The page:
Today I started sketching from one of her paintings. There’s no time limit, so I’m going slowly, really enjoying the process and learning from my mistakes. Once the sketch is done I’ll decide if I want to paint the image or maybe use pastels or colored pencils. Maybe I’ll do all three!
When I took the Milan Art Institute Mastery Program I was instructed to use Pinterest to gather sources to use in my artwork. I had never had much interest in Pinterest but now I have many, many pages of sources. One the pages Milan suggested setting up I called, “Art I Want To Emulate.”
I wasn’t quite sure what that meant at the time but I do now.
Watch out world! I’m gettin’ better!!
Little verses Big
I was born legally blind in 1959.
My parents didn’t know about my eyesight until I was two years old.
I also lack depth perception.
All my life I’ve been an artist. From the first time I held a crayon I was drawing, mostly horses.
I have always worked hard to create work that is representationally true. I want my horses to look like horses and my people to look like people.
It’s been the teeny tiny little details that have thrilled me most. My eye doctor told me that was a result of my nearsightedness. Without glasses the world was a very fuzzy place indeed! But when I brought things right up to my eyes, as close as my nose, they came into to sharpness so I drew and painted little tiny things.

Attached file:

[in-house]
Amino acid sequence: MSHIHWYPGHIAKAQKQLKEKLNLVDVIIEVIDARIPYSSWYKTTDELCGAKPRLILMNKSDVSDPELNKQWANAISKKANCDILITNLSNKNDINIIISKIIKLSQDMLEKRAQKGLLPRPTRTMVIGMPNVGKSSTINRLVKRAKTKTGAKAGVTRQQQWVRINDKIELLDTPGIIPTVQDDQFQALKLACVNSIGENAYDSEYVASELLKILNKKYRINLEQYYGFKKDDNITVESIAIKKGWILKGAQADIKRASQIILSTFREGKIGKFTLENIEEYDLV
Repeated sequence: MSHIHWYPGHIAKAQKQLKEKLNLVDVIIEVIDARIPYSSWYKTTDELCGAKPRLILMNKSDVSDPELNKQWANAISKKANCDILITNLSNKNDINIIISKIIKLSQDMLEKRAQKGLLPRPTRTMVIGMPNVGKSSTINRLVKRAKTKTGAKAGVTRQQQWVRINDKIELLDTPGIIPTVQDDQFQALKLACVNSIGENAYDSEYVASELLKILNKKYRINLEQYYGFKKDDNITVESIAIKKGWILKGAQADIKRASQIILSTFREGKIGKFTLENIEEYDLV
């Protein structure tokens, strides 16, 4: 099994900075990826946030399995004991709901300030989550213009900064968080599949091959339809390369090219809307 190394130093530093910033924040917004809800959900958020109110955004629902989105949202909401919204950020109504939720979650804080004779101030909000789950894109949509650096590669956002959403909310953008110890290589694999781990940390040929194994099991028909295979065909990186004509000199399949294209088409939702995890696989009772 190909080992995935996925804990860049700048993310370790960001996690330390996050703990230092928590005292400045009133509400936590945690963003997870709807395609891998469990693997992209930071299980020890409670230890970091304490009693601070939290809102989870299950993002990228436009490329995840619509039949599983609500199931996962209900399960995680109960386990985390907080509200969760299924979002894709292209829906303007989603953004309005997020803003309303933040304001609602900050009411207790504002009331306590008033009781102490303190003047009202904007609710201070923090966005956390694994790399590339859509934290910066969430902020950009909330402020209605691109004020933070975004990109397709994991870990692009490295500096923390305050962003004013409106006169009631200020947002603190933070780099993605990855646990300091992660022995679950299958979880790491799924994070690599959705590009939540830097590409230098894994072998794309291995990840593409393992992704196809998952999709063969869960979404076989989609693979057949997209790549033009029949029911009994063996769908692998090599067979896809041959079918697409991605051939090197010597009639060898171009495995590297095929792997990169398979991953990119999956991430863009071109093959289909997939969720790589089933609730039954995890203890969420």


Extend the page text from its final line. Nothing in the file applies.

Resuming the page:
Once, on a backpacking trip, I found a columbine flower all by itself on the edge of a path. I marveled at it! I could get my nose right up to it and study its contours and color shifts. Then, when on another backpacking trip in New Mexico, I stood on the top of a mountain and stared down into the desert below and realized that panoramic view was not nearly as exciting as that little blossom! Looking over the rim of that mountain was like looking at a post card to me. It was impressive but flat. I could not compare it to the beauty of the Columbine!